YOU ARE AT VERY DIFFERENT LEVELS OF SECURITY IN THE CHASE RIGHT NOW. WHAT ARE YOUR RESPECTIVE STRATEGIES OVER THE NEXT SIX RACES?
JOHNSON: “I kind of feel like it’s the same in some respects. We want to win races and we need to be fast. I think from the No. 88 side, they need to do that to build more security being in the Chase; and from the No. 48 side, it’s what we need to do to be ready for a championship. So it’s really the same objective. To me, looking at the top and how no one has been able to stay consistent and run away. Carl (Edwards) broke away a little bit, but I think this championship is anyone’s championship. The fight for that bubble spot is pretty open too it seems like. I think you’re going to see everybody who is anywhere near the Chase and transferring into it, intends on looking for consistency and some wins.”
EARNHARDT JR.: “Yeah, I think the main difference would be you see people making different choices and different strategies at Indy; we feel like we weren’t in a position to really take a gamble of trying to make it on fuel. So we played a safer strategy. If we were more in Jimmie’s position, we might have taken the gamble and tried to do what some of those guys did to stretch it. That’s mainly the difference, really. Otherwise you’re all out there running as hard as you can run.”
REGARDING EXTRA PRACTICE FOR THE PIT CREW AT THE GLEN IN NNS CAR, WHEN YOU STARTED YOUR NEW PIT CREW APPROACH THIS SEASON, WILL YOU HAVE A SET GROUP OF GUYS WHEN YOU REACH THE CHASE OR IS IT STILL GOING TO BE A FLUID SITUATION?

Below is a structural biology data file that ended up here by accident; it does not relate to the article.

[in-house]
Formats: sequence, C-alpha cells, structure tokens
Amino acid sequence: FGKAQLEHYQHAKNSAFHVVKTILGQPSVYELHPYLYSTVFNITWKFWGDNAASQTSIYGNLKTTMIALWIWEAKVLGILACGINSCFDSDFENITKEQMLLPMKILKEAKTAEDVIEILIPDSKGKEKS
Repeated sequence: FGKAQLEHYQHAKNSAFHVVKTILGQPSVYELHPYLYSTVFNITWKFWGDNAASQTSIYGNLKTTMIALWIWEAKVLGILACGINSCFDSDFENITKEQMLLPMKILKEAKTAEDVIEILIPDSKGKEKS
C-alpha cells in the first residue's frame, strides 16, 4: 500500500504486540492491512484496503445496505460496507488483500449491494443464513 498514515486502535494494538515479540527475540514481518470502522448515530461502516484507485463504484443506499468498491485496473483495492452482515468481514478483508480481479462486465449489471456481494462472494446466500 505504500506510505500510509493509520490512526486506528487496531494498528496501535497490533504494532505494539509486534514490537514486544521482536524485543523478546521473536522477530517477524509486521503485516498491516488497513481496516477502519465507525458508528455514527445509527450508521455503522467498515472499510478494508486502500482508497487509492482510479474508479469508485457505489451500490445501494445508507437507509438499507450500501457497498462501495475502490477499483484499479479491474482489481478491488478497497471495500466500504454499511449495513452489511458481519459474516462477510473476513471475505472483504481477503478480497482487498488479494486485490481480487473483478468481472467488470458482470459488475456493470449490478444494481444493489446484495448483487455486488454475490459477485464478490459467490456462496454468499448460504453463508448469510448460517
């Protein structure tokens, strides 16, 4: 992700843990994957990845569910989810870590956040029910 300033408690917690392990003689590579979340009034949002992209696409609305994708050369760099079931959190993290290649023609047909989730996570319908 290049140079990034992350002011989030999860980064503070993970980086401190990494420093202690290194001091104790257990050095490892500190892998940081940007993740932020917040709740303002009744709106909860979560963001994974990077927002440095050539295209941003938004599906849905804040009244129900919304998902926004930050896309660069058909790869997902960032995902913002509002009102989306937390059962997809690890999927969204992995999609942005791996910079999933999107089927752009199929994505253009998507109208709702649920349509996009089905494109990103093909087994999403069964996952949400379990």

JOHNSON: “Our goal is to have depth and the option to go to the bench and use someone if someone if having a bad day or is hurt, we’re not in a situation where we’re scrambling. The ideal scenario is each week, the guys earn their starting position going over the wall; and the guy that didn’t is sitting there ready and warmed up and loose and looking for his chance to get in and to do his job. So that’s the overall goal and hopefully we end up there.”
IN JUNE, THE RACE SEEMED TO BE UNEVENTFUL AND THEN JEFF GORDON PULLED AWAY AT THE END. WHAT DO YOU EXPECT AT POCONO THIS WEEKEND?
JOHNSON: “I think you’re going to see more of the same. From the driver’s standpoint, it’s more exciting and challenging with the shifting that’s been allowed back in, or the ability to have some options to shift. I guess it was never really truthfully taken away, but it makes for a better lap for us. There are just certain things you can’t get around. The flat corners don’t necessarily promote side-by-side racing. Turn 1 is your one opportunity for it and if it doesn’t happen, you’ve got to wait 55 or 56 seconds to try it again. There are certain things we just can’t overcome. Track position is going to be very, very important once again. I think you’ll see a very similar race to what we saw in the spring.”
EARNHARDT JR.: “Yeah, I feel the same way. I think the track is a lot of fun to race on, but it’s real challenging to pass. And with the shifting, it has sort of made it more difficult to pass. I think track position is going to be real important trying to be out front or do whatever you’ve got to do to come out of that last pit stop in the top-five somewhere around there.”